My Scope of Practice: Advancing Wound Care in Rural Areas

Jaclyn Gaydos

Tomorrow our seeds will grow. All we need is dedication. — Lauryn Hill, singer-songwriter

 

Frank Aviles, PT, CWS, FACCWS, CLT has a passion for wound care and a desire to bring his skills to populations that often are underserved. He has worked hard to ensure people in rural areas receive the same level of care as their urban counterparts, and he founded (at his own expense) a professional information exchange: the Wound Care Roundtable. aviles.jpg

Frank graduated from Florida A&M University (Tallahassee, FL) with a Bachelor’s of Science in Physical Therapy in 1991. After graduation, he worked in a 1000-bed hospital in the Hydrotherapy Department. “I wanted to help patients heal, but my main focus was to understand why some patients were not able to make progress or even why some received amputations,” he says. Two years later, he began traveling around Florida to increase his knowledge and hands-on experience in wound care. During Frank’s travels and research, he attended different nursing-based wound care educational classes, including an early Symposium on Advanced Wound Care. “Dot Weir was my mentor through this period of my life,” Frank says. “I have known her since 1994, and she was always there for me when I had questions or just needed moral support.” He also was fortunate to meet  Joyce Rohan, PT in the course of his journey, whom he credits for guiding him toward the right wound care path. “I was employed by Joyce’s facility, Alachua General Hospital, in Gainesville, FL as a contract worker on an as-needed basis,” Frank says. “While in the inpatient/outpatient physical therapy-based wound center, I assessed patients, formulated treatment plans, and defended my conclusions and treatment selection. At night, I practically lived in the library, researching wound care articles the old fashioned way: without the Internet. Several institutions throughout Florida sought me to develop their wound care programs, and I created and ran a skin/wound care program in Pennsylvania.”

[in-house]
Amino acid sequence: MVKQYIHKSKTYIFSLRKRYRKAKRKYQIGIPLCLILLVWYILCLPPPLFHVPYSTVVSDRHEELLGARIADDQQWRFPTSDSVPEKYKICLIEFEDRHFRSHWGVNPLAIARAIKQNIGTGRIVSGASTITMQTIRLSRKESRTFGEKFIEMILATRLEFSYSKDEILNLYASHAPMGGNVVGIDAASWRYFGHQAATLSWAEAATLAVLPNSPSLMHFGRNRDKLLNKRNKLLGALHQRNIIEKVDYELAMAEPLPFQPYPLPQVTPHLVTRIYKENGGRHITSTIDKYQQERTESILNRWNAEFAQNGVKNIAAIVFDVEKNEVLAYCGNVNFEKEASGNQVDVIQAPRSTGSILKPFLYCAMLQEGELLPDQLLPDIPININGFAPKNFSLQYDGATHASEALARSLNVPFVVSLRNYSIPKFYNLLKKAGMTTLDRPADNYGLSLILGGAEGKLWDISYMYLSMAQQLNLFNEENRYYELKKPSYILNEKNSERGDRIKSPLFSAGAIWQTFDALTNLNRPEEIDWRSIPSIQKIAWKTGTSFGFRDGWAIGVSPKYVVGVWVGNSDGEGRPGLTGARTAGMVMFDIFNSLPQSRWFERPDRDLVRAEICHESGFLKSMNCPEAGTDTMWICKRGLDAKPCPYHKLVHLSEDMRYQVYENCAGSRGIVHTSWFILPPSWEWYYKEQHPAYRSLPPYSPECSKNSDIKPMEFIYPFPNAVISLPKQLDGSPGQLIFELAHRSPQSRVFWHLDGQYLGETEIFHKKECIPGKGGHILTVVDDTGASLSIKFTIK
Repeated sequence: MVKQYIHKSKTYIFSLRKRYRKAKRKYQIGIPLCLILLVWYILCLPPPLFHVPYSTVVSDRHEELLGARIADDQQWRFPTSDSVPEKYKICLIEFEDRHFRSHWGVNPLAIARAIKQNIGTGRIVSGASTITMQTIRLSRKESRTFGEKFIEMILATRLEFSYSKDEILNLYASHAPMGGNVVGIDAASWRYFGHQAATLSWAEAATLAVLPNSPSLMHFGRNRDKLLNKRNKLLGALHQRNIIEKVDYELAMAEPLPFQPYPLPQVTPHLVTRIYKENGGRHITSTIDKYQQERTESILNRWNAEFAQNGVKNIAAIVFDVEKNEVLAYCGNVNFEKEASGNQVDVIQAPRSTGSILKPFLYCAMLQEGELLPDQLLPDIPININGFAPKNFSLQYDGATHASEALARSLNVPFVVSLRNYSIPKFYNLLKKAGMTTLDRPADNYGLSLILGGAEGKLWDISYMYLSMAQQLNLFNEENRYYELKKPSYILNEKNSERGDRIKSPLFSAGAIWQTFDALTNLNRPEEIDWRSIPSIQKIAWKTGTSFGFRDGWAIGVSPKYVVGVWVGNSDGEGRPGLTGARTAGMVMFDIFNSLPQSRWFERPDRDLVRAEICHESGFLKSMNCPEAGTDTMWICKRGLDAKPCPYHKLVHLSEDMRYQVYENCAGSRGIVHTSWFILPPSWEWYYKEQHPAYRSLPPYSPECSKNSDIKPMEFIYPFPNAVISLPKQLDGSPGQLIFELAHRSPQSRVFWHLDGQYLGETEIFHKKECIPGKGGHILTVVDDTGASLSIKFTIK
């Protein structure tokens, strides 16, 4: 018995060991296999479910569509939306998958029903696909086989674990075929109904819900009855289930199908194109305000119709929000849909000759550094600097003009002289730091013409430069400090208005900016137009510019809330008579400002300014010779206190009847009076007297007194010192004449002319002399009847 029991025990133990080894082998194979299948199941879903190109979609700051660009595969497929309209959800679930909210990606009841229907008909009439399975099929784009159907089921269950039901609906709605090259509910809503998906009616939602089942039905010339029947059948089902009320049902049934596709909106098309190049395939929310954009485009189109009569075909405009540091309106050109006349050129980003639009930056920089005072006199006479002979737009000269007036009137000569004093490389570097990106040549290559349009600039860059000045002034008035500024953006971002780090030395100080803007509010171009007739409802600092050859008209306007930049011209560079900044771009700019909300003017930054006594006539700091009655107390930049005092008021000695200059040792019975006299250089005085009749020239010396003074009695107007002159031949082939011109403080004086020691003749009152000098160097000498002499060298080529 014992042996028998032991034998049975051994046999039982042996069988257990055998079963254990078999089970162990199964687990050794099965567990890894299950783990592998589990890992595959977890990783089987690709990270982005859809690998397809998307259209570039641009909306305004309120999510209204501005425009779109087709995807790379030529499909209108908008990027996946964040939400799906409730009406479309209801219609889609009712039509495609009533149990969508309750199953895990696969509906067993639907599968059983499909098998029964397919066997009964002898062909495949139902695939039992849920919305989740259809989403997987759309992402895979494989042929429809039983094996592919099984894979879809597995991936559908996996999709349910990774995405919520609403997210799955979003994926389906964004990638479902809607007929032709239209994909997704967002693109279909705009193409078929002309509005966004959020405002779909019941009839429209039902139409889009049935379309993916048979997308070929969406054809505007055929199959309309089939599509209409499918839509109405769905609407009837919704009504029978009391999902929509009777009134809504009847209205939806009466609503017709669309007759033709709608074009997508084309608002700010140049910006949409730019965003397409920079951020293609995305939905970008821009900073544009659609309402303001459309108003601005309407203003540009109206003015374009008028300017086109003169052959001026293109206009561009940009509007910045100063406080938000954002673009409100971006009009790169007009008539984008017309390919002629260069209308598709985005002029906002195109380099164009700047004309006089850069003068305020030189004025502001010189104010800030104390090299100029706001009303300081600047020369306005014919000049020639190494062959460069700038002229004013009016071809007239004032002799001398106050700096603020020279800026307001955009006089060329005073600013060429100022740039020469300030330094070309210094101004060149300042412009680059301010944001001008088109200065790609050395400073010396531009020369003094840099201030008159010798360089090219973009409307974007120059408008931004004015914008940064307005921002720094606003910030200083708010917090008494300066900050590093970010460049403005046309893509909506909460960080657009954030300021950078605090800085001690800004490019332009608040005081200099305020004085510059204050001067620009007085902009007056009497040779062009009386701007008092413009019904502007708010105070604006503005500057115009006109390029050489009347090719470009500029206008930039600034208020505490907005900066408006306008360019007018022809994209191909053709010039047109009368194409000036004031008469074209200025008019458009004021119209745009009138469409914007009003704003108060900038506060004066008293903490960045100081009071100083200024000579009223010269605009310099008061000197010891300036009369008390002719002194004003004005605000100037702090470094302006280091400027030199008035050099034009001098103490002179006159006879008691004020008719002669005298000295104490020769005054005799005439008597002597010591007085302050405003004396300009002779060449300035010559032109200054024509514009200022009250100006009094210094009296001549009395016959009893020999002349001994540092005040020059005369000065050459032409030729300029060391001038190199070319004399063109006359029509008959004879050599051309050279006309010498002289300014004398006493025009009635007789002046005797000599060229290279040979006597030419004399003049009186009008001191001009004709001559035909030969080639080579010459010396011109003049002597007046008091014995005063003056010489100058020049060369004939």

Family responsibilities required a move to Louisiana. Changing  from specialized hospitals/clinics with numerous resources to a small rural area where most patients travel more than an hour for specialized care was an eye-opening experience; Frank relished the challenge. He earned his Certified Wound Specialist designation in 2007 from the American Board of Wound Management and wanted to share his background in physical therapy and hands-on experience applying offloading devices, providing various types of compression, debriding, optimizing wound environment, and understanding formularies and dressing selections, as well as the knowledge he gained attending conferences, with other medical professionals. He initiated an event called the Wound Care Roundtable in 2005 that in 2010 evolved to become the Wound Healing Roundtable (see Sidebar). His hope was to raise the bar of medical care and improve patient outcomes. “I created, marketed, set the agenda, chose the speakers, and prepared and hosted the Roundtables,” he says. “These events provided our audience with evidence-based information on current wound practices; it allowed people who operated in silos to communicate with each other and learn how to utilize other available resources within the limits of our area.”

The Roundtables changed Frank’s role and duties as a wound care provider. “After each Roundtable, the number of clinicians calling for advice or referrals would increase,” he says. “We used this opportunity to educate others and guide them to the appropriate resources. In this capacity, I became a patient advocate.” 

His working environment in the wound clinic also changed. “One of my roles inside and outside of the clinic is to make sure everyone is following evidence-based guidelines in a timely manner,” he says. “It’s a lot like growing a garden. You have to prepare the soil long before planting, but the time you devote will determine the success of your crop.”